"The moon belongs to America, and eagerly awaits the arrival of our astro-men."
-- The Simpsons

"Let anyone who despises the position of the moon get up and correct it."
-- Unidentified

Finders keepers.

The United States was the first nation to land on the moon. 1969. Neil Armstrong. Everybody knows that one.

Does that make it American property?

I don't believe that the world has a protocol for who owns undiscovered land anymore -- there isn't really any frontier left, and we are now sensitive to the needs of indigenous peoples. I suppose that if government ships happened upon an uninhabited, unclaimed tropical paradise, they'd probably hold onto it. But there's a fine line between a cay and a continent.

Reasonably, America can't claim the entire moon. Maybe the part that the Lunar Lander left marks on. Maybe where the flag stands.

This sounds like a debate. It's time to quote sources.

From NASA's "Ask the Space Scientist":

"No one does. It is by international treaty understood to be a free property. I do not believe that corporations or individuals may legally be allowed to own any part of it according to Space Law."
I swear, he actually said "Space Law." Original capitalization preserved.

While this is a very pretty answer (and reminiscent of the Kellog-Briand Pact), when a corporation (government, individual, whatever) acquires the resources to establish any kind of settlement on the moon, they will find a way to do it, and they sure as hell are going to claim the land that they build it on.

So all the high-falutin' principles of Space Law are essentially null and void in this case. While the particular U.N. statement that the Space Scientist refers to is just about universally ratified, who is really going to stop, say, Gillette, from building a moon colony? Nothing, if they can get their shit together.

The complete text of the treaty in question, "Treaty on Principles Governing the Activites of States in the Exploration and Use of Outer Space, including the Moon and Other Celestial Bodies", is available at http://www.oosa.unvienna.org/SpaceLaw/outersptxt.htm . Dated 1967.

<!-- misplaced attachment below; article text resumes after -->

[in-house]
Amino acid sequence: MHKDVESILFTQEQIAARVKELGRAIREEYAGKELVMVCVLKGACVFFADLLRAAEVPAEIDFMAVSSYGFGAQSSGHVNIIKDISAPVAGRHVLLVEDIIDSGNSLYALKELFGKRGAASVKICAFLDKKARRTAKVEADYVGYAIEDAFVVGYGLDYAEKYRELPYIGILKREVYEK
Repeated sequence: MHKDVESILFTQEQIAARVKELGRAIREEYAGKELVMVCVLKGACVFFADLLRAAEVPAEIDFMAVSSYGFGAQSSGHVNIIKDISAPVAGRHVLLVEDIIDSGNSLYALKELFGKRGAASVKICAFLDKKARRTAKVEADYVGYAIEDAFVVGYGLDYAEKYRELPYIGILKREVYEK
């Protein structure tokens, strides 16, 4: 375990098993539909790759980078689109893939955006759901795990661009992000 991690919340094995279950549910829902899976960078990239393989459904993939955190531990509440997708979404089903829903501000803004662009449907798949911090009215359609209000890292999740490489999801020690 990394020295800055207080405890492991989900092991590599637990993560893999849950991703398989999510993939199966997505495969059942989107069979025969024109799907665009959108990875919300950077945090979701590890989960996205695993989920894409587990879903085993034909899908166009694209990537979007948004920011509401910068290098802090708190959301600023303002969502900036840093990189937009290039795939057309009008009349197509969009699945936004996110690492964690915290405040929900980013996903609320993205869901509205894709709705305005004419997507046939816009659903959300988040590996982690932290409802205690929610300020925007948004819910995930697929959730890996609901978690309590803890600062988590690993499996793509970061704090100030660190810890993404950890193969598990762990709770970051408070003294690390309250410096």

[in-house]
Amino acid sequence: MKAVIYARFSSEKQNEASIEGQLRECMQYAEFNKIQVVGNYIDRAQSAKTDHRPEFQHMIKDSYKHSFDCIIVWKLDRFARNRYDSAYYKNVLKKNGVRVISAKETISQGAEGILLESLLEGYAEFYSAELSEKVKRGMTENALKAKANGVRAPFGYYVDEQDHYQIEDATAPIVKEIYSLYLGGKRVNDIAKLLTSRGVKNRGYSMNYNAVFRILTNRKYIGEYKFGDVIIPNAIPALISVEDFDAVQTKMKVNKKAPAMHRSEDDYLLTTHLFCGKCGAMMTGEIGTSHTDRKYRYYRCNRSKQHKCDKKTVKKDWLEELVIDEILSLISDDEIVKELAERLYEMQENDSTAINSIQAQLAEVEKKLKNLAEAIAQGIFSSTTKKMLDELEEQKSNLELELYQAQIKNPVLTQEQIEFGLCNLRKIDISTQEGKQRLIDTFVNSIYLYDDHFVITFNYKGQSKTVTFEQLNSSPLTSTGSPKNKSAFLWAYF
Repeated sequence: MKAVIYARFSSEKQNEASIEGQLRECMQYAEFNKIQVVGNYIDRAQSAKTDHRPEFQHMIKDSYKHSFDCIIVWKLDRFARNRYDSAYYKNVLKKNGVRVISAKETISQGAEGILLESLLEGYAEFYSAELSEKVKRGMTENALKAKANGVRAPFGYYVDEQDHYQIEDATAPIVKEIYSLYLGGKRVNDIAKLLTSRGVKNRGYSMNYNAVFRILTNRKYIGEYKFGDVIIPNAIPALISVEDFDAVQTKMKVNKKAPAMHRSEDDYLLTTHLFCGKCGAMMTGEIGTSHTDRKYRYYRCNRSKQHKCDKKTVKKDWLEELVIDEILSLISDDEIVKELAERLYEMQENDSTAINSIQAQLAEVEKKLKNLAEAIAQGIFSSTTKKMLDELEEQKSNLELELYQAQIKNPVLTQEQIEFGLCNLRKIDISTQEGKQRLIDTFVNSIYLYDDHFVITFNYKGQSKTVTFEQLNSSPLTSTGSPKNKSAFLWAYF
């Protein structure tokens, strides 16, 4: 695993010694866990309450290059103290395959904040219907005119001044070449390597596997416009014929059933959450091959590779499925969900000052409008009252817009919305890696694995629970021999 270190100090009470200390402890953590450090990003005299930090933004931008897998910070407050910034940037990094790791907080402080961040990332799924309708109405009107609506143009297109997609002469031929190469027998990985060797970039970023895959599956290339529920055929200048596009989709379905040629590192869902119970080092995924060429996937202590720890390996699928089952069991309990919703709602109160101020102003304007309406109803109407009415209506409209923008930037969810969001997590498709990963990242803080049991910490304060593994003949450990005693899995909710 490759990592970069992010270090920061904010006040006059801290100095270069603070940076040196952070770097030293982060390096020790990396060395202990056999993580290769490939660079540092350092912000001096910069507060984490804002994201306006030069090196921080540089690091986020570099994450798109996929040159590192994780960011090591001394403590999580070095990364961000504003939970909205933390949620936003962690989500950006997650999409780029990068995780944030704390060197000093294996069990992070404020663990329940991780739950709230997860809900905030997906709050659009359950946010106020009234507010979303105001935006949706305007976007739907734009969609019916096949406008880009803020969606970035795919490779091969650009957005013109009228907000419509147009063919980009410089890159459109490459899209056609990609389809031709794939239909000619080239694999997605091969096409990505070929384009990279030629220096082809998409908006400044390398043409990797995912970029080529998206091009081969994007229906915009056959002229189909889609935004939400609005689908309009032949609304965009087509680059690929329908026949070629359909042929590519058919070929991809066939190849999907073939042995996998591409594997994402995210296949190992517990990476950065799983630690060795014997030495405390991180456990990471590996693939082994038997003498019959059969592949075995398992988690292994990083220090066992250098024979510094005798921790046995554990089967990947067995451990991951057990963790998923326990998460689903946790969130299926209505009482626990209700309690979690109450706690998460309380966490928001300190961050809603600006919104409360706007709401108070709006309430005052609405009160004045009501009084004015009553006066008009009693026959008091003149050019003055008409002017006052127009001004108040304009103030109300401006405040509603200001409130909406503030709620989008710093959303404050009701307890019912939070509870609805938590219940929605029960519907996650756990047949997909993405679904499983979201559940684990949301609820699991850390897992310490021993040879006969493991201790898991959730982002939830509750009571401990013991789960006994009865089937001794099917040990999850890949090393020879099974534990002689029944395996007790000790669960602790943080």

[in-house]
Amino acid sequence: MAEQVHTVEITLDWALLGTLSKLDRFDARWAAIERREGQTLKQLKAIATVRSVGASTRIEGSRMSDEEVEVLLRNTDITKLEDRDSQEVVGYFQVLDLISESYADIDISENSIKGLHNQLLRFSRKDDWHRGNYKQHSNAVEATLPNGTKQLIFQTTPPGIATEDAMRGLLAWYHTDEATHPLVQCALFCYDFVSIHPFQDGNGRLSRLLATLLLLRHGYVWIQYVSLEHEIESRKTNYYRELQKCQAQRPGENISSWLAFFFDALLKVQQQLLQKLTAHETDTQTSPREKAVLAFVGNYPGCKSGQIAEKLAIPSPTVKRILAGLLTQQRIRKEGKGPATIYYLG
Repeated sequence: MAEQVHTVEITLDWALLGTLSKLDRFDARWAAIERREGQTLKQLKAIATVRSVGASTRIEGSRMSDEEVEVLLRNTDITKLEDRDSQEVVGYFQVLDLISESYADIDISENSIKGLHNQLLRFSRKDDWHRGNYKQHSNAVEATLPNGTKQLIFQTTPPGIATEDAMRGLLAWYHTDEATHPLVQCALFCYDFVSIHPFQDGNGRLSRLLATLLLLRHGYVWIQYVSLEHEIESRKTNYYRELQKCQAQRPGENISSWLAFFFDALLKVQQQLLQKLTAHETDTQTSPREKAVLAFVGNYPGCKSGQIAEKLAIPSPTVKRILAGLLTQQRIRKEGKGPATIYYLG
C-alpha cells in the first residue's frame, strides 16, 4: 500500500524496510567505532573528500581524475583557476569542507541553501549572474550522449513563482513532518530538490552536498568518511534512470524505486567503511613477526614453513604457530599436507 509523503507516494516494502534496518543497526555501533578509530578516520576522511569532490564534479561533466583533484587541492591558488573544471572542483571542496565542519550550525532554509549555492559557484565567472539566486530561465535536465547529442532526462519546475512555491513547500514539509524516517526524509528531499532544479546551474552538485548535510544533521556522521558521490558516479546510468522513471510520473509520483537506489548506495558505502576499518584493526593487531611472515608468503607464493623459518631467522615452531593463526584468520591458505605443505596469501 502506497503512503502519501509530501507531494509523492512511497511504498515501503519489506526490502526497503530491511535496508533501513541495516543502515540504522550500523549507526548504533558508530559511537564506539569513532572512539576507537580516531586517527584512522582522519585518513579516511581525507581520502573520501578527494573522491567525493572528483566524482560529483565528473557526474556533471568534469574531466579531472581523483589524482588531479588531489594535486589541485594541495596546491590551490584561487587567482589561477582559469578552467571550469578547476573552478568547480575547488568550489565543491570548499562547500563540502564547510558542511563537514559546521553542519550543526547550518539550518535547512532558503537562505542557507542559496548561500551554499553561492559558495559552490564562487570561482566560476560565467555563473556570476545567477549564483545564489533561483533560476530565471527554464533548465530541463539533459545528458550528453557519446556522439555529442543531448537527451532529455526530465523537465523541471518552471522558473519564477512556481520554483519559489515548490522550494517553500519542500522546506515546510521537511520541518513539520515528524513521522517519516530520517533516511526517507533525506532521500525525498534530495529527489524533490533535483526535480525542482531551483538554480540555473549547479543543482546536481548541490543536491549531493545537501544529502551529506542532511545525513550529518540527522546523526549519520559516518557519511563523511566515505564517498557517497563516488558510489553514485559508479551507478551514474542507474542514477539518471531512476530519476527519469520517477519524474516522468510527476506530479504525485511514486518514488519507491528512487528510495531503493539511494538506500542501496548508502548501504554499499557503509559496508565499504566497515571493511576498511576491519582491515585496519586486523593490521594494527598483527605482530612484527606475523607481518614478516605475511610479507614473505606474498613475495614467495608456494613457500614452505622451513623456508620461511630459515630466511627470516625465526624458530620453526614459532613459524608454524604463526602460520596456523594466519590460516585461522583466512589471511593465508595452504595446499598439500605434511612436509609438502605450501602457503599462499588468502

Global Administration, or The Me-Me-Me Problem

In theory, the moon should be autonomous. A rotating group of nations could administer it and manage its everyday affairs. (Isn't idealism great?) There are a number of problems with this plan.

Nobody can ever agree on anything. Who, as a simple example, enforces the law on the moon? England? Russia? The United States? Zaire? What two nations have ever really been able to agree on a set of laws? This is a low-level problem, but it's one that goes all the way up. How about taxation? How about mutual agreements to bring people back and forth?

The US wouldn't allow it. The US, notably, does not recognize Antarctic claims made by any other nations. Antarctica is here, it's accessible, now. The official position on this is something to the effect of "You can use it, but we can throw you off if we feel like it." Any upstart nation that thinks that the United States government will sit back while they claim half of Luna has another think coming.

Property claims. If the moon becomes a habitable place, who owns the land? Entertainingly, "the Lunar Embassy" has been selling chunks of land on the moon for years. Thousands of people own one. They cost $16 and are 1,777 acres in size. This humorous aside illustrates the point. The world is past colonialism and cannot easily hand out prime real estate to wealthy landowners, or those privy to the secrets of the United Nations court. Disputes over land rights would last forever.

A rather lousy summary

The bottom line is that this is not an issue that will be arising anytime soon. We are fifteen years past the date when politicians predicted that we would have at least three settlements on the moon, and we haven't made much progress. The Columbia disaster will, of course, set things back even further. By the time that NASA or any foreign space agency has the resources to set up shop on the moon, the debate will probably have been resolved in an equitable fashion that only a skilled politician could dream up.

Until then, keep watching the skies.

Sources: "Ask the Space Scientist Archive." http://image.gsfc.nasa.gov/poetry/ask/a10913.html, available online at time of writing.
http://www.spacefuture.com is spectacularly useful for research on the subject.

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